head: And it was not without a good deal of difficulty that I made an end of my sermon. I now found a deep obstruction in my breast. My pulse was exceeding weak and low. I shivered with cold, though the air was sultry hot, only now and then burning for a few minutes. I went early to bed, drank a draught of treacle and water, and applied treacle to the soles of my feet. I lay till seven on Thursday, the 15th, and felt considerably better. But I found near the same obstruction in my breast: I had a low, weak pulse: I burned and shivered by turns; and if I ventured to cough, it jarred my head exceedingly. In going on to Derry-Anvil, I wondered what was the matter, that I could not attend to what I was reading ; no, not for three minutes together, but my thoughts were perpetually shifting. Yet all the time I was preaching in the evening, (though I stood in the open air, with the wind whistling round my head, my mind was as composed as ever.-Friday, 16, in going to Lurgan, I wondered again that I could not fix my attention to what I read : Yet while I was preaching in the evening on the Parade, I found my mind perfectly composed, although it rained a great part of the time, which did not well agree with my head.—Saturday, 17, I was persuaded to send for Dr. Laws, a sensible and skilful physician. He told me, ' I was in a high fever, and advised me to lie by. I told him, that could not be done ; as I had appointed to preach in several places, and must preach as long as I could speak. He then prescribed a cooling draught, with a grain or two of camphor, as my nerves were universally agitated.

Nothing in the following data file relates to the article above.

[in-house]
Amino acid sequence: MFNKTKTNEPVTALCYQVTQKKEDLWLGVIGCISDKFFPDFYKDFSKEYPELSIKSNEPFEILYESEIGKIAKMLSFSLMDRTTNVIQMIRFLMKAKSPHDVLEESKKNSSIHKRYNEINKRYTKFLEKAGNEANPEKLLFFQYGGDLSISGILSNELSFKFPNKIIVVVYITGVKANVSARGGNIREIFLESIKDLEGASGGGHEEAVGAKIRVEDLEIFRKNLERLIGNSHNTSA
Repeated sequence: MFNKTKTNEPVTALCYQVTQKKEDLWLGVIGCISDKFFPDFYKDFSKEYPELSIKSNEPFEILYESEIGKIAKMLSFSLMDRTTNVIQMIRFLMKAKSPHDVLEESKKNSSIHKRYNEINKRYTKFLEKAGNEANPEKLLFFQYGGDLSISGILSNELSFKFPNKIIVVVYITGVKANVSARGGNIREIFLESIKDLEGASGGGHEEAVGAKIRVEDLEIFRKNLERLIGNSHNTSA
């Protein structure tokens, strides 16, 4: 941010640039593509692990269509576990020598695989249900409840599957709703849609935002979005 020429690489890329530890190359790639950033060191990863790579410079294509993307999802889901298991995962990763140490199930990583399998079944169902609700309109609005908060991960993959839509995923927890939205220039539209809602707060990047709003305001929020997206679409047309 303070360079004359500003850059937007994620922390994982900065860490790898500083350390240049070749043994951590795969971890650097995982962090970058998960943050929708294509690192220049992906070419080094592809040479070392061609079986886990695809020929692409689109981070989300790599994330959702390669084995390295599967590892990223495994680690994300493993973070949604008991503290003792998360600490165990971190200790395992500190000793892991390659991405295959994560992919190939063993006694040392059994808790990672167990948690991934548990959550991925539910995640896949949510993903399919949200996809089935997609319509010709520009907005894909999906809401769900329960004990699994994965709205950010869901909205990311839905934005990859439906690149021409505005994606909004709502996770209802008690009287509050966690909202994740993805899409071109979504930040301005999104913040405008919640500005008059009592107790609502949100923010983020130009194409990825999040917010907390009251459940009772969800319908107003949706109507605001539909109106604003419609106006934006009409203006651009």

* Taken from his Diary in short-hand.
This I took with me to Tandragee; but when I came there, I was not able to preach ; my understanding being quite confused, and my strength entirely gone. Yet I breathed freely, and had not the least thirst, nor any pain from head to foot.
“ I was now at a full stand, whether to aim at Lisburn, or to push forward for Dublin : But my friends doubting whether I could bear so long a journey, I went straight to Derry-Aghy, a gentleman's seat on the side of a hill, three miles beyond Lisburn. Here nature sunk, and I took to my bed; but I could no more turn myself therein, than a newborn child. My memory failed as well as my strength, and well nigh my understanding. Only those words ran in my mind, when I saw Miss Gayer on one side of the bed, looking at her mother on the other,
She sat, like patience on a monument,
Smiling at grief. “I can give no account of what followed for two or three days, being more dead than alive. Only I remember it was difficult for me to speak, my throat being exceedingly dry. But Joseph Bradford tells me, I said on Wednesday, “It will be determined before this time to-morrow;' that my tongue was much swoln, and as black as a coal ; that I was convulsed all over: and, for some time, my heart did not beat perceptibly, neither was any pulse discernible.